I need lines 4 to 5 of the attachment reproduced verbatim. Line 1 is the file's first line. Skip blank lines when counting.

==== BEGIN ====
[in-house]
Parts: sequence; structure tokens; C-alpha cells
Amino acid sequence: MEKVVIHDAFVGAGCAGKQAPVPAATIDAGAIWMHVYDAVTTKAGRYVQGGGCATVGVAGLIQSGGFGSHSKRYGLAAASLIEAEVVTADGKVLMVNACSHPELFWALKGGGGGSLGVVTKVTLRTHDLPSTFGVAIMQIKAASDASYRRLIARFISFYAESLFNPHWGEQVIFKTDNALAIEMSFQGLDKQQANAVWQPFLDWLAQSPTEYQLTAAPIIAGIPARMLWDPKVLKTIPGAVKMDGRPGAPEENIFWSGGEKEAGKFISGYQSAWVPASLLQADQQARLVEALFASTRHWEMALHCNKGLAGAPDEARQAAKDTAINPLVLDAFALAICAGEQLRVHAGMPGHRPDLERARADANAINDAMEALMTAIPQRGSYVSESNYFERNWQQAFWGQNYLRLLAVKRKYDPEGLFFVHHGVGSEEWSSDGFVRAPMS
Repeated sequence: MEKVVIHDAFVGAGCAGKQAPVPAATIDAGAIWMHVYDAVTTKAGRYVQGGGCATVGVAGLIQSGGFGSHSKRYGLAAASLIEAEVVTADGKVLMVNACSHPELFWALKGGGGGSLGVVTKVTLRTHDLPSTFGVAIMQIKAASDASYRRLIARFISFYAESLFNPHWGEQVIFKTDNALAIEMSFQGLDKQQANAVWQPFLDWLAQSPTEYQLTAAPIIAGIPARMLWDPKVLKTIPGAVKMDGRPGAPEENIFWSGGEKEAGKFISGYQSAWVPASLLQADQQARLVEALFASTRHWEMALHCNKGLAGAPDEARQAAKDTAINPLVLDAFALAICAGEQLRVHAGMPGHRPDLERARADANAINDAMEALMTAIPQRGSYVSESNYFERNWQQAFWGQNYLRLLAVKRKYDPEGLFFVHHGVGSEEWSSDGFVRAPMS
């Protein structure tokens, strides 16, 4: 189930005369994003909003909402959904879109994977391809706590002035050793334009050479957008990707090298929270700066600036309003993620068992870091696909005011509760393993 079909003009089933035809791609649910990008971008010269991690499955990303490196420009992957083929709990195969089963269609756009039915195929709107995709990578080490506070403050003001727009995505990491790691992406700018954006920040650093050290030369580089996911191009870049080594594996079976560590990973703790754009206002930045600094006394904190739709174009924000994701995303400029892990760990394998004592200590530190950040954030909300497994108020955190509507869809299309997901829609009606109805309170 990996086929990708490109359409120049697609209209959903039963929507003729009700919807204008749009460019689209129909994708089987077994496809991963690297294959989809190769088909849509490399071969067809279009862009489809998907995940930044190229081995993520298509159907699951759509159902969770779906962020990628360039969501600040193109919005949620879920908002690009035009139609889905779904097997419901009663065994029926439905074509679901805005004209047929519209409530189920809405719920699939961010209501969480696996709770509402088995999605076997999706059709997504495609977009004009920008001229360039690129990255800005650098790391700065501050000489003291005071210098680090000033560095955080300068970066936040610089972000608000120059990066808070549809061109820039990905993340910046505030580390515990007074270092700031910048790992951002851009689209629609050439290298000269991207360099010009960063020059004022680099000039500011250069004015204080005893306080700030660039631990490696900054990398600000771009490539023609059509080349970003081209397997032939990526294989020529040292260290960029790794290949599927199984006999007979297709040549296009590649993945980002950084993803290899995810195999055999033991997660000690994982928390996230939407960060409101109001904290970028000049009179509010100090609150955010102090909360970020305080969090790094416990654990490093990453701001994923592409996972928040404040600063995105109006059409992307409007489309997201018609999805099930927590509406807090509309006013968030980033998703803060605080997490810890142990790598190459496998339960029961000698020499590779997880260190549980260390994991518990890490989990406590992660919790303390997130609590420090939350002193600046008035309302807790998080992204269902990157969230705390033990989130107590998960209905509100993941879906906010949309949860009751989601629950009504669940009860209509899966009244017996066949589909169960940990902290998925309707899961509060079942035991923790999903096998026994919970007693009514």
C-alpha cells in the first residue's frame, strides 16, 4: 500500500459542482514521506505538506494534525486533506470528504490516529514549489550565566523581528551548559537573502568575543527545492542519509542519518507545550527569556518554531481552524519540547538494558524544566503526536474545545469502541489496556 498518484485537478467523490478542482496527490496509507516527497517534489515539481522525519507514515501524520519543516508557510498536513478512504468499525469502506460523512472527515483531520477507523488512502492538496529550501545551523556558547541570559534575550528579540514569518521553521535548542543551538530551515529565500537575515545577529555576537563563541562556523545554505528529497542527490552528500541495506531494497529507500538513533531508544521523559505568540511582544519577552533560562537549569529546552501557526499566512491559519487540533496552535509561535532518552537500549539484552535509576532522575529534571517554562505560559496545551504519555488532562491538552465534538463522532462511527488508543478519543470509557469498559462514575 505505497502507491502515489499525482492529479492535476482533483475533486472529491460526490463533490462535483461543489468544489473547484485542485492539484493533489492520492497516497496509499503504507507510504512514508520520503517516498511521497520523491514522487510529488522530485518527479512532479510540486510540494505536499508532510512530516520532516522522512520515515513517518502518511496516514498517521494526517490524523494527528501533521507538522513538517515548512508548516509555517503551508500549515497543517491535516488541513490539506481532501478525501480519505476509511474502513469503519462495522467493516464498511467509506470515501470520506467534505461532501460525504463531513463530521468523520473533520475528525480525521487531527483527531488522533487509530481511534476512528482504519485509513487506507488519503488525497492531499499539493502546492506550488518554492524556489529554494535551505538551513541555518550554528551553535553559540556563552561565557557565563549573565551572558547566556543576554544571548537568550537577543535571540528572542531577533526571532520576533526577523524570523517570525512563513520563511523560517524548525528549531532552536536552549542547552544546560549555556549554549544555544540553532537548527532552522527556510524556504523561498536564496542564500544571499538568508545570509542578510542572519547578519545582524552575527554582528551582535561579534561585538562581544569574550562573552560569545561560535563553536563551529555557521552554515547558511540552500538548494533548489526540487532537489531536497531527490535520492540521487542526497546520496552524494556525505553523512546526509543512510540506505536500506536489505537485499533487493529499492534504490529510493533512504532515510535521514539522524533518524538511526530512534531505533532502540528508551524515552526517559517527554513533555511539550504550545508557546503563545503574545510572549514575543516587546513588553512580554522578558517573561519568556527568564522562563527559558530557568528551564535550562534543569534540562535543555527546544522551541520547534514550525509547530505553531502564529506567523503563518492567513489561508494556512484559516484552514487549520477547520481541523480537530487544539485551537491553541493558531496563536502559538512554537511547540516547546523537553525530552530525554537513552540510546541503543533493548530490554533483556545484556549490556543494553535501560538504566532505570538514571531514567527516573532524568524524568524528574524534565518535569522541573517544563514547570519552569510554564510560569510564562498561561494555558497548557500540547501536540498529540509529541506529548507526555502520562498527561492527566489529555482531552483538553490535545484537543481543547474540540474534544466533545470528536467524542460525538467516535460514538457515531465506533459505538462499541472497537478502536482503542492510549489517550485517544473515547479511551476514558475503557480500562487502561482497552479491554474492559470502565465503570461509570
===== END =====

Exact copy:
Repeated sequence: MEKVVIHDAFVGAGCAGKQAPVPAATIDAGAIWMHVYDAVTTKAGRYVQGGGCATVGVAGLIQSGGFGSHSKRYGLAAASLIEAEVVTADGKVLMVNACSHPELFWALKGGGGGSLGVVTKVTLRTHDLPSTFGVAIMQIKAASDASYRRLIARFISFYAESLFNPHWGEQVIFKTDNALAIEMSFQGLDKQQANAVWQPFLDWLAQSPTEYQLTAAPIIAGIPARMLWDPKVLKTIPGAVKMDGRPGAPEENIFWSGGEKEAGKFISGYQSAWVPASLLQADQQARLVEALFASTRHWEMALHCNKGLAGAPDEARQAAKDTAINPLVLDAFALAICAGEQLRVHAGMPGHRPDLERARADANAINDAMEALMTAIPQRGSYVSESNYFERNWQQAFWGQNYLRLLAVKRKYDPEGLFFVHHGVGSEEWSSDGFVRAPMS
């Protein structure tokens, strides 16, 4: 189930005369994003909003909402959904879109994977391809706590002035050793334009050479957008990707090298929270700066600036309003993620068992870091696909005011509760393993 079909003009089933035809791609649910990008971008010269991690499955990303490196420009992957083929709990195969089963269609756009039915195929709107995709990578080490506070403050003001727009995505990491790691992406700018954006920040650093050290030369580089996911191009870049080594594996079976560590990973703790754009206002930045600094006394904190739709174009924000994701995303400029892990760990394998004592200590530190950040954030909300497994108020955190509507869809299309997901829609009606109805309170 990996086929990708490109359409120049697609209209959903039963929507003729009700919807204008749009460019689209129909994708089987077994496809991963690297294959989809190769088909849509490399071969067809279009862009489809998907995940930044190229081995993520298509159907699951759509159902969770779906962020990628360039969501600040193109919005949620879920908002690009035009139609889905779904097997419901009663065994029926439905074509679901805005004209047929519209409530189920809405719920699939961010209501969480696996709770509402088995999605076997999706059709997504495609977009004009920008001229360039690129990255800005650098790391700065501050000489003291005071210098680090000033560095955080300068970066936040610089972000608000120059990066808070549809061109820039990905993340910046505030580390515990007074270092700031910048790992951002851009689209629609050439290298000269991207360099010009960063020059004022680099000039500011250069004015204080005893306080700030660039631990490696900054990398600000771009490539023609059509080349970003081209397997032939990526294989020529040292260290960029790794290949599927199984006999007979297709040549296009590649993945980002950084993803290899995810195999055999033991997660000690994982928390996230939407960060409101109001904290970028000049009179509010100090609150955010102090909360970020305080969090790094416990654990490093990453701001994923592409996972928040404040600063995105109006059409992307409007489309997201018609999805099930927590509406807090509309006013968030980033998703803060605080997490810890142990790598190459496998339960029961000698020499590779997880260190549980260390994991518990890490989990406590992660919790303390997130609590420090939350002193600046008035309302807790998080992204269902990157969230705390033990989130107590998960209905509100993941879906906010949309949860009751989601629950009504669940009860209509899966009244017996066949589909169960940990902290998925309707899961509060079942035991923790999903096998026994919970007693009514």